Women who had their husbands imprisoned for abusing or kidnapping them were given divorces by Nabila while she served as a judge on Afghanistan’s Supreme Court, according to her. She claims that several of the guys threatened to murder her once they had completed their sentences.
Hundreds of detainees were released in the middle of August, when the Taliban surged into Kabul and took control of the city. According to the judge, among those arrested were those who had previously been convicted in Nabila’s courtroom. Her complete name has been omitted, as has the names of the other women who were interviewed for this article, out of respect for their privacy.
Nabila said that she started getting death threats from previous inmates within a few days after being released. She moved out of her Kabul home and into hiding while she looked for a way to flee Afghanistan with her husband and three small children, who were with her at the time.
Because of her dread of the released inmates, Nabila stated over the phone from a safe house: “I lost my job, and now I can’t even walk outside or do anything freely because I fear these freed criminals.” “Everyone in Afghanistan, particularly female judges, faces a bleak future,” says the author.
According to the International Association of Women Justices, more than 200 female judges are still serving in Afghanistan, many of whom are under danger or have fled the country. According to many former judges, Taliban authorities have obtained their personal information from court records, and some of their bank accounts have been blocked as a result.
According to Susan Glazebrook, head of the judges’ union and a justice of the Supreme Court of New Zealand, “They are women who had the effrontery to sit in judgement on males.”
Another example of the Taliban’s deliberate undoing of the achievements achieved by women over the course of the last two decades is the predicament of female judges and attorneys in Afghanistan. Female judges and attorneys have resigned from their positions as a result of Taliban pressure, thereby wiping out one of the most significant accomplishments of the United States and its allies since 2001.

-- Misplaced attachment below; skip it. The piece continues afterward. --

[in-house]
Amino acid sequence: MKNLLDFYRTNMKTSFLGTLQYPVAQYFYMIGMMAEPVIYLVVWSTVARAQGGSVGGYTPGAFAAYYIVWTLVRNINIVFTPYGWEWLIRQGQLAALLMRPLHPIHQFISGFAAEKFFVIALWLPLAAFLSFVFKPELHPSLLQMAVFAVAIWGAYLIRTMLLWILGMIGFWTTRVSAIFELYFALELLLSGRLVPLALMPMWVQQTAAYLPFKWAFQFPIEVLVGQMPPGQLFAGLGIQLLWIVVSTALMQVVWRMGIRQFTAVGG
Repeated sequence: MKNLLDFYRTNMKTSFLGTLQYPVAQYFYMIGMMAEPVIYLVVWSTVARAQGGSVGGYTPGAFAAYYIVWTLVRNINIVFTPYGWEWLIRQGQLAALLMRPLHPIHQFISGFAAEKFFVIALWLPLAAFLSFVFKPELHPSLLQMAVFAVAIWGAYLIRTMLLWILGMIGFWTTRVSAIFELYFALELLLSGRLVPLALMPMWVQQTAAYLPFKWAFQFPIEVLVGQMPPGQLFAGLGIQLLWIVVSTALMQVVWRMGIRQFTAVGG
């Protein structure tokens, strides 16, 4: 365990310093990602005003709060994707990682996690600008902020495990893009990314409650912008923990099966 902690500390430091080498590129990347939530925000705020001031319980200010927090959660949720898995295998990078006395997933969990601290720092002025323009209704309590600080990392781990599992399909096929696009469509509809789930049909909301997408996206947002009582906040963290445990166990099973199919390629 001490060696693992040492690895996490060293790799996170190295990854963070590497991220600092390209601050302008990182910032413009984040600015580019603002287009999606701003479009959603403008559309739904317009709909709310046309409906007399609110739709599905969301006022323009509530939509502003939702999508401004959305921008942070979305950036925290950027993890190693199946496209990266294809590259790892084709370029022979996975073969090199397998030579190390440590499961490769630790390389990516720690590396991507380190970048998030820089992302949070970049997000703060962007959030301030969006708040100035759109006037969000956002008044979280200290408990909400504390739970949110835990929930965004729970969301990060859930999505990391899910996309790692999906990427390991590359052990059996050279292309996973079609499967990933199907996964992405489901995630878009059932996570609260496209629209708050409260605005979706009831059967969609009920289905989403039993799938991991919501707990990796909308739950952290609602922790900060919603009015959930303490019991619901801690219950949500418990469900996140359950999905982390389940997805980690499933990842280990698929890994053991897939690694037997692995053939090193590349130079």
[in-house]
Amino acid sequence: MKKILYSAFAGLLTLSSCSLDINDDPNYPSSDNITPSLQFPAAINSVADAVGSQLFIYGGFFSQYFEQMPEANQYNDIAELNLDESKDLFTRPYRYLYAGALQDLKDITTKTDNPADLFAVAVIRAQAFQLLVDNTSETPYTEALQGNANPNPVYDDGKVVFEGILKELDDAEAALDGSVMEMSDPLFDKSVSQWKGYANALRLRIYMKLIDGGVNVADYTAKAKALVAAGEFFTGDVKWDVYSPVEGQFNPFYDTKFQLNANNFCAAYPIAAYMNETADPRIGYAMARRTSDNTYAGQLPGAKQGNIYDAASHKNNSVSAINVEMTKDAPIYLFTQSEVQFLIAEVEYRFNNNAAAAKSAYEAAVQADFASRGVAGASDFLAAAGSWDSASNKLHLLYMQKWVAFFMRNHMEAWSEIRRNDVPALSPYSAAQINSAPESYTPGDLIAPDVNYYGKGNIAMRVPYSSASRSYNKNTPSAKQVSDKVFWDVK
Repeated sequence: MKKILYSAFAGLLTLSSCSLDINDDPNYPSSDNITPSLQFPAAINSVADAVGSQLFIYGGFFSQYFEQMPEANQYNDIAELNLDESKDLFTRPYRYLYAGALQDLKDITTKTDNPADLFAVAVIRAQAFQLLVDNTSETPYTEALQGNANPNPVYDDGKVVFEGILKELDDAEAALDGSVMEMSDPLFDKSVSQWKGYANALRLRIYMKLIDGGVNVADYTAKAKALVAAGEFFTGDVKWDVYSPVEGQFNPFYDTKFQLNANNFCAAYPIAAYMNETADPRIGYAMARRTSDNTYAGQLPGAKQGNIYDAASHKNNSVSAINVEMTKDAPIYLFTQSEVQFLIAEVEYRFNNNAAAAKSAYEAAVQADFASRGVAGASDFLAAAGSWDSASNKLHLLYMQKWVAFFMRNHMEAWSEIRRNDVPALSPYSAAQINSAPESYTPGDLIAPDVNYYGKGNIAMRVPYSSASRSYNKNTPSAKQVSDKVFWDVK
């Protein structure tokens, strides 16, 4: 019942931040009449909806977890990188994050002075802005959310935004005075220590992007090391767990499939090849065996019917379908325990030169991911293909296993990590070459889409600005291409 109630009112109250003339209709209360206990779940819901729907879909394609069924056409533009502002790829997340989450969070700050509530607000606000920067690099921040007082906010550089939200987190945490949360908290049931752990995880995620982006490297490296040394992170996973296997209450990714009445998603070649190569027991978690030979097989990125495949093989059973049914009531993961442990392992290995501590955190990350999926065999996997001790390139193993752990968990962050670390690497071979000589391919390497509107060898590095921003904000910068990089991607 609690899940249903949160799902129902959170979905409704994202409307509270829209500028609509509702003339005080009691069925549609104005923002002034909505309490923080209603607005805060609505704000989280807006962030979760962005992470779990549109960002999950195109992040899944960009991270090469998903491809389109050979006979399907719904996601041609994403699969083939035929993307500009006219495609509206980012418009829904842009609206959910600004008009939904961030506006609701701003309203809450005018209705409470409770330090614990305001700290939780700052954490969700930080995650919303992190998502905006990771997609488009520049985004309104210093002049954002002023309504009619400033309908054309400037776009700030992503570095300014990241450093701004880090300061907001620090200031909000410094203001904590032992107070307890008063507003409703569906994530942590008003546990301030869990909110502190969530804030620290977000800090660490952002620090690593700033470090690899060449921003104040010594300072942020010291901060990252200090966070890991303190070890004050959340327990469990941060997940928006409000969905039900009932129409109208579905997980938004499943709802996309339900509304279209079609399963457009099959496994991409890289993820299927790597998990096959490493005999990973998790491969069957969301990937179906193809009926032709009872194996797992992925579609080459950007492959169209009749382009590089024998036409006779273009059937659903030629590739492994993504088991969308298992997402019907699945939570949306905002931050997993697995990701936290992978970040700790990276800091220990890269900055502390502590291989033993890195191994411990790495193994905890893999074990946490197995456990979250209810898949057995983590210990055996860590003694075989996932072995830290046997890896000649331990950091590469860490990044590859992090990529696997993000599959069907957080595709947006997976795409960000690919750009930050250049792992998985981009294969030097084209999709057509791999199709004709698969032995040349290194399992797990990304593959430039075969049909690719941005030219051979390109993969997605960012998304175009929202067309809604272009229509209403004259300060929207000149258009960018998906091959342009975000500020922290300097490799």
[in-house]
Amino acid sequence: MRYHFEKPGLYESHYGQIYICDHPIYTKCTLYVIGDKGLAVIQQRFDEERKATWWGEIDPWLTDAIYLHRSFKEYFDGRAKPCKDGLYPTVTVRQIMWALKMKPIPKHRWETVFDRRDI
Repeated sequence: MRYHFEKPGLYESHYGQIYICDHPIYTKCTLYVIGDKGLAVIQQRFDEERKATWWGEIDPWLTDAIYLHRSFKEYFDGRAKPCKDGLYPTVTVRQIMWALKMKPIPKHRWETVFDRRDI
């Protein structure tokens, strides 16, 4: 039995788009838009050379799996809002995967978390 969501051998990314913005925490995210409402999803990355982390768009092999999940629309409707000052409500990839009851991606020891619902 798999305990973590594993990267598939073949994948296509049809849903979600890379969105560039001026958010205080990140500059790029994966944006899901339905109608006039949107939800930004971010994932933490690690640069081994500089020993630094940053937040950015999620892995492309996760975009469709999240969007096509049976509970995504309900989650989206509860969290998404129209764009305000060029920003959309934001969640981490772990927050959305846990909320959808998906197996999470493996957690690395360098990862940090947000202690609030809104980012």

Non-stop worry that they or their loved ones would be hunted down and murdered has forced the ladies to quit their employment.
The ladies challenged a judicial system that favoured husbands by giving divorces to Afghan wives who, in many instances, would have otherwise been condemned to remain in violent marriages under the old system. Former attorneys and judges who defended abused women or prosecuted cases against individuals suspected of beating, kidnapping, or raping women and girls are among those who have gone into hiding in recent years.
‘Behista,’ a 25-year-old former defence lawyer who specialised in representing victims of domestic violence, claimed she had not left her Kabul house since the Taliban seized power on Aug. 15. In order to escape Afghanistan, she is attempting to do so with her mother and two brothers, one of whom is a former Afghan army soldier, according to her.
Feminist judges and attorneys have been intimidated or assaulted in the past, even before the Taliban took control the country. It was on their way to work in Kabul in January when two female justices from the Afghan Supreme Court were shot and murdered by a gunman.